The Israel Police set up special surveillance cameras at one of the entrances to the Temple Mount complex on Sunday morning, which could replace the recently installed metal detectors that have been at the center of growing tensions between Israel and Muslim worshipers.
The cameras can identify anyone who tries to enter the holy site with knives, weapons, hand grenades or other suspicious items.
But worshipers who arrived at the Gate of the Tribes for morning prayers refused to enter the Temple Mount and threatened to continue their violent struggle, rejecting any form of compromise. As a result, the Al-Aqsa Mosque was empty on Sunday morning, with its doors closed.
"We will not agree to the new inspection," several of the worshipers clarified. "Our struggle will continue without interruption at all hours of the day."
One of the sheikhs who arrived at the scene said that "the new measure is worse than the metal detectors," without elaborating.
"We will not agree to any inspection," the sheikh continued. "We will meet today and decide on our next steps."
Mahmoud, a resident of east Jerusalem who came to pray, said the he feels like the Israeli government and the police are "making fun of" the Muslim faithful.
"We will not agree to enter the Al-Aqsa Mosque through an inspection," he said. "We are not criminals who should be humiliated. The government and Public Security Minister Gilad Erdan must stop making stupid decisions. They're just making things worse."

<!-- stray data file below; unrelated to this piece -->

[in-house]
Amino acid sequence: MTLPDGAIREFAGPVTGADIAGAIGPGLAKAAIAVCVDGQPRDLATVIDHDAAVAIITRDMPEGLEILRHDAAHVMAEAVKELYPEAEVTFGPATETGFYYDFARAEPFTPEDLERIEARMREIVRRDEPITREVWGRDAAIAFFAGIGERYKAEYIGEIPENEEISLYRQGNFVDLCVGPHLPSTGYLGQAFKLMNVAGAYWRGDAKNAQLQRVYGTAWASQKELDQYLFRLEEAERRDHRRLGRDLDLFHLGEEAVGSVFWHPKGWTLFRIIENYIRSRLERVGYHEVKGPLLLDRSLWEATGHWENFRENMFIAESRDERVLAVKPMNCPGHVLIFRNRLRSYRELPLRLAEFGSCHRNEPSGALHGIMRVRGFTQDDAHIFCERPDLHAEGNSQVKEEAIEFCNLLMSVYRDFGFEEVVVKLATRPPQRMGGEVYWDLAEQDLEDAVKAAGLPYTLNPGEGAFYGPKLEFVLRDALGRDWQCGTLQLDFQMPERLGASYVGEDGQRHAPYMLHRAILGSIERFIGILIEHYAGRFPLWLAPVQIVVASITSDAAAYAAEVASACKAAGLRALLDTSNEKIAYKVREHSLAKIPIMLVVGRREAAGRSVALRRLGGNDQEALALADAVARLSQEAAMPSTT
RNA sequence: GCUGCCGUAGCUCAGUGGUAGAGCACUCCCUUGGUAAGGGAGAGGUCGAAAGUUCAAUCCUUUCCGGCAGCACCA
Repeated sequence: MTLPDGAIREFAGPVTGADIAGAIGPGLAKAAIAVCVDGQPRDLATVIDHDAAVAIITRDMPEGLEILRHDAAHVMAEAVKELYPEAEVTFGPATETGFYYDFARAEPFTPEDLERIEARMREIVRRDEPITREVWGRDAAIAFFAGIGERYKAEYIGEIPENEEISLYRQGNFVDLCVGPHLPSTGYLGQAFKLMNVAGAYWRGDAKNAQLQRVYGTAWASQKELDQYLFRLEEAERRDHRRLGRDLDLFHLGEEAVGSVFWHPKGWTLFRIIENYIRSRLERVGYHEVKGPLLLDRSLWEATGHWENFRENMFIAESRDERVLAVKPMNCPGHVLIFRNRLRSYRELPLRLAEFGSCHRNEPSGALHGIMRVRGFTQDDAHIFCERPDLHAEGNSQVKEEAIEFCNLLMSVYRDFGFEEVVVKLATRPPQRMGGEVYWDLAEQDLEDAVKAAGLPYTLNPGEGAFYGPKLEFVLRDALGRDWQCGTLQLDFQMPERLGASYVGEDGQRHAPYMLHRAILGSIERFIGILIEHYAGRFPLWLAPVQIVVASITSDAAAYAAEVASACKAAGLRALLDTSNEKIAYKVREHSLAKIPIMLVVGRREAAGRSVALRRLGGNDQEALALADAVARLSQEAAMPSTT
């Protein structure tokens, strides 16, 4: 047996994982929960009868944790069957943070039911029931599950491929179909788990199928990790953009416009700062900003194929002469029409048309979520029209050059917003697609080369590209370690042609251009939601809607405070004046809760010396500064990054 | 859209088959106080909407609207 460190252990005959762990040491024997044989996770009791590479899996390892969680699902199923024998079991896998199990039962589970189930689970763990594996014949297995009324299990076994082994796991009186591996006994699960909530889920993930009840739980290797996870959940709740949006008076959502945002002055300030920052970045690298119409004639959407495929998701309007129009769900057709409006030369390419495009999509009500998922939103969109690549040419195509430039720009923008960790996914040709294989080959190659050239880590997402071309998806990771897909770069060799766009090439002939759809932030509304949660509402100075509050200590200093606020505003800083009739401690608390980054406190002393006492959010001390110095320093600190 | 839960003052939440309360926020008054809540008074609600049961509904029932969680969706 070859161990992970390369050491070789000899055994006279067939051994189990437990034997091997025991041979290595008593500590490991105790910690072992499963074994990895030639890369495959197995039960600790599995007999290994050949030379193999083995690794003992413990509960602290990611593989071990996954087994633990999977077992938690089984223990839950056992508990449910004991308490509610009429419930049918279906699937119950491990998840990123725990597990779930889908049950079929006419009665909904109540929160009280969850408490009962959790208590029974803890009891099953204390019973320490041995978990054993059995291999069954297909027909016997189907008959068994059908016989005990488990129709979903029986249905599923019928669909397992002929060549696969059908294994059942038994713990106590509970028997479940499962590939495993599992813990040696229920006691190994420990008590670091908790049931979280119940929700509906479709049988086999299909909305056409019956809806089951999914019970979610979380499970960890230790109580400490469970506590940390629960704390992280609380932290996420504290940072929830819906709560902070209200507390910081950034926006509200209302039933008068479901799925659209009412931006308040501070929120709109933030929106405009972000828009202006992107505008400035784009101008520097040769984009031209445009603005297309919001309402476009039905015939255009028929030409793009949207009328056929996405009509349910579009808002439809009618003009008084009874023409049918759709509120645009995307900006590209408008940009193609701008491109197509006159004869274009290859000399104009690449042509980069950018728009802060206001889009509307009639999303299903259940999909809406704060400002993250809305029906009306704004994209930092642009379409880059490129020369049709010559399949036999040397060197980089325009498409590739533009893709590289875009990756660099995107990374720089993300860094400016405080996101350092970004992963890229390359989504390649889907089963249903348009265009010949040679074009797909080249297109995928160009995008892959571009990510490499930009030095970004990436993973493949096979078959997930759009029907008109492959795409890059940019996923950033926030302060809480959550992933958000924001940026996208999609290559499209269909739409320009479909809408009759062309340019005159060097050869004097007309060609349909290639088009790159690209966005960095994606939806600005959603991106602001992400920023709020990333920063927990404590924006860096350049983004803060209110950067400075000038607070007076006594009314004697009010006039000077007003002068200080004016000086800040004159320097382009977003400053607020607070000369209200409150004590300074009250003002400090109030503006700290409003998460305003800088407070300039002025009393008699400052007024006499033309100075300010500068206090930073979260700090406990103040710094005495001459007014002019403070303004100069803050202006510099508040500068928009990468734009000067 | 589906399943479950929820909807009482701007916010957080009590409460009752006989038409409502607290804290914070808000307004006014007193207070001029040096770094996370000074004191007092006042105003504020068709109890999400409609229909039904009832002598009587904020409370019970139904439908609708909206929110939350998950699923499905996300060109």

Another worshiper who came to pray at the holy site claimed the Israeli government "is not interested showing respect" to the worshipers.
"They insist on that we pass through inspection but it's not going to happen," he asserted. "The protests will continue and we'll sacrifice our lives for the Al-Aqsa Mosque. Whatever the outcome of the struggle will be, we are willing to pay with our lives."
Late Saturday, Prime Minister Benjamin Netanyahu, Public Security Minister Gilad Erdan and Police Commissioner Roni Alsheikh discussed the security issue on the Temple Mount, and the Security Cabinet is expected to meet Sunday evening to discuss the matter as well.
US President Donald Trump's envoy to the Middle East Jason Greenblatt, special advisor Jared Kushner and US Ambassador to Israel David Friedman are all working behind-the-scenes with the Prime Minister's Office in an effort to reach a compromise that would calm the tensions and end the crisis. Palestinian President Mahmoud Abbas and the Jordanians are also involved in the talks.
Hassan Shaalan, Yael Freidson, Yoav Zitun, Elior Levy and Itamar Eichner contributed to this article.